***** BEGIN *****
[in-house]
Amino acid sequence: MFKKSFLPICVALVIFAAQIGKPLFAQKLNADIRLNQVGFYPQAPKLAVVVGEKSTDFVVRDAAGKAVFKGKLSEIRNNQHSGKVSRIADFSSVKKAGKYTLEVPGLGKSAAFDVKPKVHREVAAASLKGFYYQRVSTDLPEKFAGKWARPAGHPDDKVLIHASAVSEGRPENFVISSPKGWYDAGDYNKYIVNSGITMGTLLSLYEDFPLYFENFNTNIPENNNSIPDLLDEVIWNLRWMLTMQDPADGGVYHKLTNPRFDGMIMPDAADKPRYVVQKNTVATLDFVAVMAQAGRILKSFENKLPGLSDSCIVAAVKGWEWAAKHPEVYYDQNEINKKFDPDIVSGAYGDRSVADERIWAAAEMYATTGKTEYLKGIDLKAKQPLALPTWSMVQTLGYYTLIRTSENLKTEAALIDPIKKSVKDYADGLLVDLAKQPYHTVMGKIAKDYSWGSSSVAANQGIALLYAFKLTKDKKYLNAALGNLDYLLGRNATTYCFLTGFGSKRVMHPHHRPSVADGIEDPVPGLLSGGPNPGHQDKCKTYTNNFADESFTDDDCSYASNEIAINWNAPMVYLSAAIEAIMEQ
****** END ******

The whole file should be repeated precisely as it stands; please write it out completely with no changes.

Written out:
[in-house]
Amino acid sequence: MFKKSFLPICVALVIFAAQIGKPLFAQKLNADIRLNQVGFYPQAPKLAVVVGEKSTDFVVRDAAGKAVFKGKLSEIRNNQHSGKVSRIADFSSVKKAGKYTLEVPGLGKSAAFDVKPKVHREVAAASLKGFYYQRVSTDLPEKFAGKWARPAGHPDDKVLIHASAVSEGRPENFVISSPKGWYDAGDYNKYIVNSGITMGTLLSLYEDFPLYFENFNTNIPENNNSIPDLLDEVIWNLRWMLTMQDPADGGVYHKLTNPRFDGMIMPDAADKPRYVVQKNTVATLDFVAVMAQAGRILKSFENKLPGLSDSCIVAAVKGWEWAAKHPEVYYDQNEINKKFDPDIVSGAYGDRSVADERIWAAAEMYATTGKTEYLKGIDLKAKQPLALPTWSMVQTLGYYTLIRTSENLKTEAALIDPIKKSVKDYADGLLVDLAKQPYHTVMGKIAKDYSWGSSSVAANQGIALLYAFKLTKDKKYLNAALGNLDYLLGRNATTYCFLTGFGSKRVMHPHHRPSVADGIEDPVPGLLSGGPNPGHQDKCKTYTNNFADESFTDDDCSYASNEIAINWNAPMVYLSAAIEAIMEQ